This Roman arch, once an access point to the ancient city, remains visible today. Named after the God Mars, to whom a temple was dedicated, the Mars Gate was erected in the third century and was declared a historical monument in 1840.
The Rendition Museum: A Window into World War II
Founded by the city of Reims in 1985, the Rendition Museum commemorates Nazi Germany's surrender on May 7th, 1945, marking the end of World War II. The Rendition Room, declared a historical monument on December 31st, 1985, is an essential stop for those interested in military or art history.
Which are the hotels in Reims offering excellent location, 3 stars and equipped rooms ?
Cecyl Hotel: Charm and Modernity
Cecyl Hotel, a 2-star establishment, perfectly marries modernity with a nod to the old-world charm, its rooms echoing the decor found at the Museum of Fine Arts. With double rooms starting from €85, this hotel boasts a prime location in the city of Reims, less than a kilometer from the train station and close to major shopping centers.
Grand Hotel du Nord: Heart of the Cité des Sacres
Nestled in the heart of the Cité des Sacres, the Grand Hotel du Nord offers 49 rooms furnished with a bathroom, toilet, and flat-screen TV. With the Notre-Dame Cathedral just a 10-minute walk away, a stay at this 3-star hotel ensures an enriching experience in Reims.
Au Tambour: Serene Charm and Luxury
Au Tambour, a charming 4-star hotel, provides 24 rooms, each equipped with a flat-screen TV, and is ideally located near the city center offering a tranquil retreat. Guests can take advantage of its recently functional hammam or Turkish Baths. Rooms at Au Tambour can be rented for €89.
Discover the Notre-Dame Cathedral in Reims
History: The Cathedral Through the Ages
Originally founded by Bishop Nicaise of Reims at the start of the 5th century, the initial Reims Cathedral hosted numerous ceremonies, including the coronation of thirty-three French sovereigns, such as the baptism of King Clovis and the coronation of Louis the Pious and King Charles VII. Due to its deteriorated state, it was rebuilt in the 9th century, boasting a splendid interior adorned with gilding, mosaics, paintings, sculptures, and tapestries. After destruction by fire, Archbishop Albéric de Humbert initiated the construction of a new building in 1211. The structure faced another fire in 1481, but royal assistance allowed for restoration work. Since then, fleurs-de-lis have decorated the roof. The Great War of 1914-1918 brought significant damage, requiring reconstruction work financed through private funding.
Exploring Notre-Dame Cathedral in Reims
Notre-Dame Cathedral in Reims, one of the crowning achievements of European Gothic art, is dedicated to the Virgin Mary. With 2,303 statues, a concrete frame, modern stained-glass windows designed by Marc Chagall, and the four chapels surrounding the nave, the cathedral is a true masterpiece. Standing 150 meters long, 48 meters wide, and 87 meters high, it is considerably more imposing than Notre-Dame de Paris. Holding an important place in French history, it was registered on UNESCO's World Heritage List in 1991. The cathedral welcomes visitors daily from 7:30 a.m. to 7:30 p.m., except during religious services.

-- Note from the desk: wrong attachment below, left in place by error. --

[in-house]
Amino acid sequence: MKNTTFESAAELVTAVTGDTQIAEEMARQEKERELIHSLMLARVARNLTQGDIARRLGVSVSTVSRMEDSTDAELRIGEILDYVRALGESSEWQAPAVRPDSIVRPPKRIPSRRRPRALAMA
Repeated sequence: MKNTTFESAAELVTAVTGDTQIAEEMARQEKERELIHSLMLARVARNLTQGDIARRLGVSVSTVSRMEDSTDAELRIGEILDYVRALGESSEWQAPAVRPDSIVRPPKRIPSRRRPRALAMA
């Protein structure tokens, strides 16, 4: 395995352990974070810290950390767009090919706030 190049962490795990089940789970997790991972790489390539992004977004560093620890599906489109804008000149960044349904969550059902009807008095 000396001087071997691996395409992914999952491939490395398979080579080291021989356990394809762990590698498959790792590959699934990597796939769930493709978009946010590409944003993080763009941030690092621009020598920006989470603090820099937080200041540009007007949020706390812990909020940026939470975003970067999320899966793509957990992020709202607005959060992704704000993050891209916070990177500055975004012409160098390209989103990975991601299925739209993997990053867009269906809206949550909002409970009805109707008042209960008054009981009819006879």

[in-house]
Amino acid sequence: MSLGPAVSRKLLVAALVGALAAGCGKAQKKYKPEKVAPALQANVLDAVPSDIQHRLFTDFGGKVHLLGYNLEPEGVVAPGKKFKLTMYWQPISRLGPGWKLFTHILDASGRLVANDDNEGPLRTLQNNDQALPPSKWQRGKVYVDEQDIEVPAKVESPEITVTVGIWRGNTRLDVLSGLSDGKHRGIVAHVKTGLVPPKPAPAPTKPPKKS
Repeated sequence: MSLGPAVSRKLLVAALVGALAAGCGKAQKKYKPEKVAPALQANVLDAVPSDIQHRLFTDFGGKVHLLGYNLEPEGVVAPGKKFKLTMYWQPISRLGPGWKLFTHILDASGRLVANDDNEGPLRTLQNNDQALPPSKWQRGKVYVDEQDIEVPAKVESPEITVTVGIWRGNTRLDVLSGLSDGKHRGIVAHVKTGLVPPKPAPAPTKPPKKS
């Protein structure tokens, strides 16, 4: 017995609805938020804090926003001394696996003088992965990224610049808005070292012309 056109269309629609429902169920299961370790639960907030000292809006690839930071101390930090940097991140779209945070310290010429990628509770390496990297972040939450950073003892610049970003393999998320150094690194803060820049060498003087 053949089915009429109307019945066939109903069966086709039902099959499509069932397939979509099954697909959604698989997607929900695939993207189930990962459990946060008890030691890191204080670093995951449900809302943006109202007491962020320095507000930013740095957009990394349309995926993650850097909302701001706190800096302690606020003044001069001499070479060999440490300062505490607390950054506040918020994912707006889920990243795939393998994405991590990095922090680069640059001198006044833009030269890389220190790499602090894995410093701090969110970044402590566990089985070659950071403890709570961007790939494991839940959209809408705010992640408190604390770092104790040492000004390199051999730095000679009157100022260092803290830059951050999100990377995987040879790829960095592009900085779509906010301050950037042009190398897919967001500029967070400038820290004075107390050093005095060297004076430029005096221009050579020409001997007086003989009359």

Take a tour of the Palais de Pau
Reims is home to some beautifully preserved historical remains, one of them being the majestic Palais de Pau. This grand building is an essential destination when visiting the region.
Journey through Time
The Palais de Pau has roots in ancient Reims and has been renovated several times over the centuries. Following renovations in 1671 and 1710, it was transformed into the classical edifice we see today. The Palais de Pau holds a prominent place in French history. Numerous important figures of French monarchy were baptized and crowned here, making it a vital part of our historical narrative, renowned not only for its beauty but also for the historical significance of its outdoor space.
Planning Your Visit to the Palais de Pau
The Palais de Pau is accessible to the public at an affordable price - €8 for a regular ticket and €6.50 for a reduced ticket. Entrance is free for individuals under 25 and for people with disabilities. The museum is open every day except Monday, from 10 a.m. to 12:30 p.m., and then again from 2 p.m. to 5 p.m.
Exploring the Palais de Pau
A visit to the Palais de Pau offers guided tours to explore some of France's historical relics. Spend a few hours wandering through the various palace rooms, where you can appreciate the authentic tapestries and decorative accessories that give this palace its unique charm.
How to get by private van from Reims to Charles de Gaulle Airport ?
The journey from Reims to Roissy Charles de Gaulle Airport spans 144 kilometers and is comfortably traversed in a minivan. Your route takes you along the A4 highway, transitions onto the A344 via Jean Taittinger track, and then merges onto the A140. This direct transfer provides a seamless continuation of your travels from the historic city of Reims to your next destination from Paris' main international airport.